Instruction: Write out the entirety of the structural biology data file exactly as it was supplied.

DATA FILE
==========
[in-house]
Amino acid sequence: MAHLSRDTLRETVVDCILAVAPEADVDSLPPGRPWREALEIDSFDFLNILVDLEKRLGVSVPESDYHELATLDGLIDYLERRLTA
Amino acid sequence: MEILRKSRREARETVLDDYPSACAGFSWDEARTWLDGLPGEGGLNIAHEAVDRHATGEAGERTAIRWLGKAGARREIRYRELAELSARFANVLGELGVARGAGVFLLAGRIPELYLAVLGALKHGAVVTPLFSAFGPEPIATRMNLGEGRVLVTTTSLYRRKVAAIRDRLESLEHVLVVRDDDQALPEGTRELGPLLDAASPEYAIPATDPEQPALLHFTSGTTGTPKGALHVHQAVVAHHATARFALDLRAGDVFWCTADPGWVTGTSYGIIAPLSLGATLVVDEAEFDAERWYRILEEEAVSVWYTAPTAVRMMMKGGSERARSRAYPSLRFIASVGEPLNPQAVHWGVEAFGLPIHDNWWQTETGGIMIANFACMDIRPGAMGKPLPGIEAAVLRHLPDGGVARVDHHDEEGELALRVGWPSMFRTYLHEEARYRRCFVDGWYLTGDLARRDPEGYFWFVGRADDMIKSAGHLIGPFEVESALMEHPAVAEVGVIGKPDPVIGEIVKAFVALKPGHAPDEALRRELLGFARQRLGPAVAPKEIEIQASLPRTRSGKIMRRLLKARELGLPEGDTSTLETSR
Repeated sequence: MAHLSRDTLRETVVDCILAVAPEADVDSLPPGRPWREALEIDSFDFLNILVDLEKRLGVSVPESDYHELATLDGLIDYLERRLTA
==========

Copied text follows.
[in-house]
Amino acid sequence: MAHLSRDTLRETVVDCILAVAPEADVDSLPPGRPWREALEIDSFDFLNILVDLEKRLGVSVPESDYHELATLDGLIDYLERRLTA
Amino acid sequence: MEILRKSRREARETVLDDYPSACAGFSWDEARTWLDGLPGEGGLNIAHEAVDRHATGEAGERTAIRWLGKAGARREIRYRELAELSARFANVLGELGVARGAGVFLLAGRIPELYLAVLGALKHGAVVTPLFSAFGPEPIATRMNLGEGRVLVTTTSLYRRKVAAIRDRLESLEHVLVVRDDDQALPEGTRELGPLLDAASPEYAIPATDPEQPALLHFTSGTTGTPKGALHVHQAVVAHHATARFALDLRAGDVFWCTADPGWVTGTSYGIIAPLSLGATLVVDEAEFDAERWYRILEEEAVSVWYTAPTAVRMMMKGGSERARSRAYPSLRFIASVGEPLNPQAVHWGVEAFGLPIHDNWWQTETGGIMIANFACMDIRPGAMGKPLPGIEAAVLRHLPDGGVARVDHHDEEGELALRVGWPSMFRTYLHEEARYRRCFVDGWYLTGDLARRDPEGYFWFVGRADDMIKSAGHLIGPFEVESALMEHPAVAEVGVIGKPDPVIGEIVKAFVALKPGHAPDEALRRELLGFARQRLGPAVAPKEIEIQASLPRTRSGKIMRRLLKARELGLPEGDTSTLETSR
Repeated sequence: MAHLSRDTLRETVVDCILAVAPEADVDSLPPGRPWREALEIDSFDFLNILVDLEKRLGVSVPESDYHELATLDGLIDYLERRLTA